Tips from Jackrabbit Support:
How good are you managing the security of your database? This is a question you should ask yourself on a regular basis. Security has many elements and you should consider the power you hold over your own data!
Here is a story that actually happened. Does any single element of this story sound familiar to you?
One day support received a phone call from a panicked client who could not access her own data. Her own user permissions were so restricted that she could not pull reports, view revenue or reset her own account. She was the owner of the school.
The owner had allowed her front desk person to have access to the “Manager Users & Permissions” option in the database. The front desk person had found Jackrabbit and in the ordering process used her personal credit card on her Jackrabbit account. Worst of all, the owner was now suspicious of fraudulent activity by this employee. By working with support on a resolution, it was also uncovered that her employee had access to more than one user id. The employee also knew several people’s passwords, because they never changed the default password or they gave her access.
Fortunately, everything worked out for the best and as a result she learned a great deal about protecting herself and her business’s data!
Here are some things you should ensure happening in your organization with respect to your database:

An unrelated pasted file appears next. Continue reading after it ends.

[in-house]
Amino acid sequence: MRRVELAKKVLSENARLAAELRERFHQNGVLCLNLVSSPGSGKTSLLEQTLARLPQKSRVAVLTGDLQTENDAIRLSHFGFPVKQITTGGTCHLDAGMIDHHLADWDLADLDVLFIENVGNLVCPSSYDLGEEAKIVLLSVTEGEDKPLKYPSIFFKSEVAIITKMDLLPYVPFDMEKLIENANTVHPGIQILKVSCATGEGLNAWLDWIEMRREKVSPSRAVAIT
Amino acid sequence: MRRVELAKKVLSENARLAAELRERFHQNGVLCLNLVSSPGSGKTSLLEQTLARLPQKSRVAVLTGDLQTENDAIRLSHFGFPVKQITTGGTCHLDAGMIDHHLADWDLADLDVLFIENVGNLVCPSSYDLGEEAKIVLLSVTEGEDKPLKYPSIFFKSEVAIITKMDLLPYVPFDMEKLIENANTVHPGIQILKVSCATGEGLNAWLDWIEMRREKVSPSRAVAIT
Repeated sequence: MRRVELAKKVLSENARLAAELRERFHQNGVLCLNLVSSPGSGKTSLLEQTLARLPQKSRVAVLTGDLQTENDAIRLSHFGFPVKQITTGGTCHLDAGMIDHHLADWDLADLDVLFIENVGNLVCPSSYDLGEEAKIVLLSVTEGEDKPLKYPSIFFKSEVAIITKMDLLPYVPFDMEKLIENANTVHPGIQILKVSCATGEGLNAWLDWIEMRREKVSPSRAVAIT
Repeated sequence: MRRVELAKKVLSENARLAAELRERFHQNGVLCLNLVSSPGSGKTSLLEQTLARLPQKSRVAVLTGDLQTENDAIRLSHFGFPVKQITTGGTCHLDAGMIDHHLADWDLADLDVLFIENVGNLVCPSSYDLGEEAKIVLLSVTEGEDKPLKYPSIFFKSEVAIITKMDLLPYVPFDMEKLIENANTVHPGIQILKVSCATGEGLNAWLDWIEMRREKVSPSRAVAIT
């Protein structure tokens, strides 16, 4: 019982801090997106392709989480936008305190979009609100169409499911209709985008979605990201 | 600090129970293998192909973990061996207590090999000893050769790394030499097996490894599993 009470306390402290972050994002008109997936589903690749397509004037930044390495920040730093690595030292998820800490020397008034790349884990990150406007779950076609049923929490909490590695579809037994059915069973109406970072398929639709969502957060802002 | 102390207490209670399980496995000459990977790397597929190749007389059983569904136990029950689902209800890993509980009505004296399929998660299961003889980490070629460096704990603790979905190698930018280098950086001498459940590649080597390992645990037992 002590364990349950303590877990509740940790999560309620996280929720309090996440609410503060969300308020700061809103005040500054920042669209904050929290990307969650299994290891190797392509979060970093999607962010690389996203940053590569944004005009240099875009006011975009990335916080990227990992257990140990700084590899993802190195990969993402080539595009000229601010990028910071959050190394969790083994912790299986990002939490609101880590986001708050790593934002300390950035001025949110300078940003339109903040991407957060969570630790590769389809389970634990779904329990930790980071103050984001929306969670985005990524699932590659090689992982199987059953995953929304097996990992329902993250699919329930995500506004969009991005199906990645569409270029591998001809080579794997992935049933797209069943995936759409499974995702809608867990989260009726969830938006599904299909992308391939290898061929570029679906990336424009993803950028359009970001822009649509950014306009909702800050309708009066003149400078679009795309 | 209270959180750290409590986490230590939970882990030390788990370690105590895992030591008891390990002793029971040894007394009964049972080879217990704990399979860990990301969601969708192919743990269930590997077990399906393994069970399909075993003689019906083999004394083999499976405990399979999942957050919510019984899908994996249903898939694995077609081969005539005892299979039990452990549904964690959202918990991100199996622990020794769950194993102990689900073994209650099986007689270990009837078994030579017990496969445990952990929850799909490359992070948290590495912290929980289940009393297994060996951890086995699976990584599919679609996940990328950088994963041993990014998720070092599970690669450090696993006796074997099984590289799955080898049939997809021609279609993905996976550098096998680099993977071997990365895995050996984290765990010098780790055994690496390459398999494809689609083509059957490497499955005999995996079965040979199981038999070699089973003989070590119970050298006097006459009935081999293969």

Passwords should be PRIVATE. Ensure every user added to the system changes their password and does not share it with anyone. Do not do things like leave passwords on sticky notes under the keyboard! Users should never reveal their password and expose themselves to someone signing in with their user id. If you ever have to give your password to another person, change it immediately. This is especially true for people outside your business and also staff members within your operation.
Every user should have a unique user id. Jackrabbit tracks all user activity. If you have generic user id’s such as “FRONT DESK” you have no way of tracking which user did what.
We recommend someone in your organization act as the system administrator of your system. This person can ensure that best practices are followed and monitor user activity. This person would have permissions that allowed them to manage all other users. This person is NOT required to have or use other people’s passwords.
Go through each user’s permissions and ensure that staff does not have access to most of the options under the “Tools” area. Jackrabbit User Permissions can restrict things such as: financial information, managing other users and deleting transactions to name a few.
Take some time to understand what Jackrabbit offers. Make sure you have access to all permissions in the database. Play a role in the security management of your precious customer information!